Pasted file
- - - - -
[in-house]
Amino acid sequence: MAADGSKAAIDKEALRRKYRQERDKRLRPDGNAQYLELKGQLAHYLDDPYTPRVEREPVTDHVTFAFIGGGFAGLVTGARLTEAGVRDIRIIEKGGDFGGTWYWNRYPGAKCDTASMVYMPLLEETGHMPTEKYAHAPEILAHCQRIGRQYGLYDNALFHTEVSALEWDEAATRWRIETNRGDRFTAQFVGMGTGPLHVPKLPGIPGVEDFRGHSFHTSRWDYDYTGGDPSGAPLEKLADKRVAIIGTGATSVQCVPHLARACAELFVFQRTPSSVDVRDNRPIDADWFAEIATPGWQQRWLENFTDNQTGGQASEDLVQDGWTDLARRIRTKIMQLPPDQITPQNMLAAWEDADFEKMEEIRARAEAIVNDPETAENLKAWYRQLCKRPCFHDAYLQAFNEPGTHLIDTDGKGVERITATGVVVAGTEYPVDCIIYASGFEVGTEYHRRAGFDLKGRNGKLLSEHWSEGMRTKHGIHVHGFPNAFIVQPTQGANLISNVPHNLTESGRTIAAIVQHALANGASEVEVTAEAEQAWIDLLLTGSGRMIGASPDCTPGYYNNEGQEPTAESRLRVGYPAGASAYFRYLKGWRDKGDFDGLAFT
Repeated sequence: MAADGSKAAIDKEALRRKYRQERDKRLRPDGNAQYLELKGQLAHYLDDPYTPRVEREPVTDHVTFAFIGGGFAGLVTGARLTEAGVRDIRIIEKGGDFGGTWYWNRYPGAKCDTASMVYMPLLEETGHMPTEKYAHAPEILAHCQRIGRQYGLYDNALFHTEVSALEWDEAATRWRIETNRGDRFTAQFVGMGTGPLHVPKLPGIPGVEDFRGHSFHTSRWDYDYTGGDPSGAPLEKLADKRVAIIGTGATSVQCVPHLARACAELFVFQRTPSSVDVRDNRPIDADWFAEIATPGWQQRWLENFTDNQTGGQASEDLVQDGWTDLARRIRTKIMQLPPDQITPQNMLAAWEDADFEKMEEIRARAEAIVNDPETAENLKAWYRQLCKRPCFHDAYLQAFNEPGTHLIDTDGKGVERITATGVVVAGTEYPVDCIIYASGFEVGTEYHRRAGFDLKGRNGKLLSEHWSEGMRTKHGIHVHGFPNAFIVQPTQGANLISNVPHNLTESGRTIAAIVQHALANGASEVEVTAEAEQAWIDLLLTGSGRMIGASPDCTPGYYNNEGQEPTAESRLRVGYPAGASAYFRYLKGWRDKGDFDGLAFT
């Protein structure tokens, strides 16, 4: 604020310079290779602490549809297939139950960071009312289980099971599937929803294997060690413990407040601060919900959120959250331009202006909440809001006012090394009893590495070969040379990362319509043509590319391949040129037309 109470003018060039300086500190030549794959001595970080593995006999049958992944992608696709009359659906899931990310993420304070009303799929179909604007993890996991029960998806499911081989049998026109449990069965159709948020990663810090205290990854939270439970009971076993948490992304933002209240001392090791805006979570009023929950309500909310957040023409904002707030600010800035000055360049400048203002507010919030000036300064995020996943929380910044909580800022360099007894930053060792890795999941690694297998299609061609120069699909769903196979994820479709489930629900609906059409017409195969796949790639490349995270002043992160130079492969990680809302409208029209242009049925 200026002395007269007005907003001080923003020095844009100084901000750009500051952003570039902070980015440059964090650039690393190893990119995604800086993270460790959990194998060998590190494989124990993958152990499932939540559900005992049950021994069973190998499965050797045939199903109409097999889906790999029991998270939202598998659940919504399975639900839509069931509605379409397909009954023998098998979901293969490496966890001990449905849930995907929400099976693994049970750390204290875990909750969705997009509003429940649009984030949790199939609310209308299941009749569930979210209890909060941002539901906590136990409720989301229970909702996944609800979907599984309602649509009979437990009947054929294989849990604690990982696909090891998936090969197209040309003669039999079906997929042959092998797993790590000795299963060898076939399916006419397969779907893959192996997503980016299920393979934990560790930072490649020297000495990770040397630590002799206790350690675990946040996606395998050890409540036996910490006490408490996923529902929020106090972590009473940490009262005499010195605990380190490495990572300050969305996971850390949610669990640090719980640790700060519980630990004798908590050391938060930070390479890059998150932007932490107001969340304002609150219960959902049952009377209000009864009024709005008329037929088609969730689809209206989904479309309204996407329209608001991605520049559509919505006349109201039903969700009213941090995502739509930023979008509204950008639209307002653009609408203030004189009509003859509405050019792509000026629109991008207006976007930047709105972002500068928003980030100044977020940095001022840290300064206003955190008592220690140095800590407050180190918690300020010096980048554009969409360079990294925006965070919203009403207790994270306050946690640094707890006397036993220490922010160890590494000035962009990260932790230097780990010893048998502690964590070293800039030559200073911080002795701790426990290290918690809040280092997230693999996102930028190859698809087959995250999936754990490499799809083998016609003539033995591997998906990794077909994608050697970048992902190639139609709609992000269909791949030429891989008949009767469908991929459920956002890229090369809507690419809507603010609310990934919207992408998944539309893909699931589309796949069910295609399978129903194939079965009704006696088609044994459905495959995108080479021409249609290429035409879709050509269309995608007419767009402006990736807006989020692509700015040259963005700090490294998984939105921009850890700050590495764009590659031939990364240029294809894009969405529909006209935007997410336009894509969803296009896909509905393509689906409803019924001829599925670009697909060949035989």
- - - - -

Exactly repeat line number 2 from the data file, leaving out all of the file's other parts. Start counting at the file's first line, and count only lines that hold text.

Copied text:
Amino acid sequence: MAADGSKAAIDKEALRRKYRQERDKRLRPDGNAQYLELKGQLAHYLDDPYTPRVEREPVTDHVTFAFIGGGFAGLVTGARLTEAGVRDIRIIEKGGDFGGTWYWNRYPGAKCDTASMVYMPLLEETGHMPTEKYAHAPEILAHCQRIGRQYGLYDNALFHTEVSALEWDEAATRWRIETNRGDRFTAQFVGMGTGPLHVPKLPGIPGVEDFRGHSFHTSRWDYDYTGGDPSGAPLEKLADKRVAIIGTGATSVQCVPHLARACAELFVFQRTPSSVDVRDNRPIDADWFAEIATPGWQQRWLENFTDNQTGGQASEDLVQDGWTDLARRIRTKIMQLPPDQITPQNMLAAWEDADFEKMEEIRARAEAIVNDPETAENLKAWYRQLCKRPCFHDAYLQAFNEPGTHLIDTDGKGVERITATGVVVAGTEYPVDCIIYASGFEVGTEYHRRAGFDLKGRNGKLLSEHWSEGMRTKHGIHVHGFPNAFIVQPTQGANLISNVPHNLTESGRTIAAIVQHALANGASEVEVTAEAEQAWIDLLLTGSGRMIGASPDCTPGYYNNEGQEPTAESRLRVGYPAGASAYFRYLKGWRDKGDFDGLAFT